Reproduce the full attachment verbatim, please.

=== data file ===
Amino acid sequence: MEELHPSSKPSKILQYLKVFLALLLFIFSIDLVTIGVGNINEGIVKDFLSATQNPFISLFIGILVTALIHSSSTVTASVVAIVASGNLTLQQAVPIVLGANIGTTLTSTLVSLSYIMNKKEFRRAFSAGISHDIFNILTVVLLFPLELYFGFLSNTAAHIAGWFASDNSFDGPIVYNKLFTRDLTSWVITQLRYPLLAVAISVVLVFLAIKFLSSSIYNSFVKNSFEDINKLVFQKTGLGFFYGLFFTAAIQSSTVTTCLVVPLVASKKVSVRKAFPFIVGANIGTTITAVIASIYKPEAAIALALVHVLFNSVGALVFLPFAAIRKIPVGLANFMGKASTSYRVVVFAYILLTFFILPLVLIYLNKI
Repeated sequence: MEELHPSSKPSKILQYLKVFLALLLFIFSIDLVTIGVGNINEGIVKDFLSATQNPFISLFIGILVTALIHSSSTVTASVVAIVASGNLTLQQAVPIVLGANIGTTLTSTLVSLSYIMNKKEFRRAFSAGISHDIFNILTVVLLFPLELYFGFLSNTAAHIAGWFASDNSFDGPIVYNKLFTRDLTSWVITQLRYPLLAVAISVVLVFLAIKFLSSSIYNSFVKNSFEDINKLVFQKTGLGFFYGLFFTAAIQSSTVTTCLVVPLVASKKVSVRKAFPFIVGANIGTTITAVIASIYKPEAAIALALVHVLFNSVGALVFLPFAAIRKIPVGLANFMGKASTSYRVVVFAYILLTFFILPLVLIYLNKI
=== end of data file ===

Amino acid sequence: MEELHPSSKPSKILQYLKVFLALLLFIFSIDLVTIGVGNINEGIVKDFLSATQNPFISLFIGILVTALIHSSSTVTASVVAIVASGNLTLQQAVPIVLGANIGTTLTSTLVSLSYIMNKKEFRRAFSAGISHDIFNILTVVLLFPLELYFGFLSNTAAHIAGWFASDNSFDGPIVYNKLFTRDLTSWVITQLRYPLLAVAISVVLVFLAIKFLSSSIYNSFVKNSFEDINKLVFQKTGLGFFYGLFFTAAIQSSTVTTCLVVPLVASKKVSVRKAFPFIVGANIGTTITAVIASIYKPEAAIALALVHVLFNSVGALVFLPFAAIRKIPVGLANFMGKASTSYRVVVFAYILLTFFILPLVLIYLNKI
Repeated sequence: MEELHPSSKPSKILQYLKVFLALLLFIFSIDLVTIGVGNINEGIVKDFLSATQNPFISLFIGILVTALIHSSSTVTASVVAIVASGNLTLQQAVPIVLGANIGTTLTSTLVSLSYIMNKKEFRRAFSAGISHDIFNILTVVLLFPLELYFGFLSNTAAHIAGWFASDNSFDGPIVYNKLFTRDLTSWVITQLRYPLLAVAISVVLVFLAIKFLSSSIYNSFVKNSFEDINKLVFQKTGLGFFYGLFFTAAIQSSTVTTCLVVPLVASKKVSVRKAFPFIVGANIGTTITAVIASIYKPEAAIALALVHVLFNSVGALVFLPFAAIRKIPVGLANFMGKASTSYRVVVFAYILLTFFILPLVLIYLNKI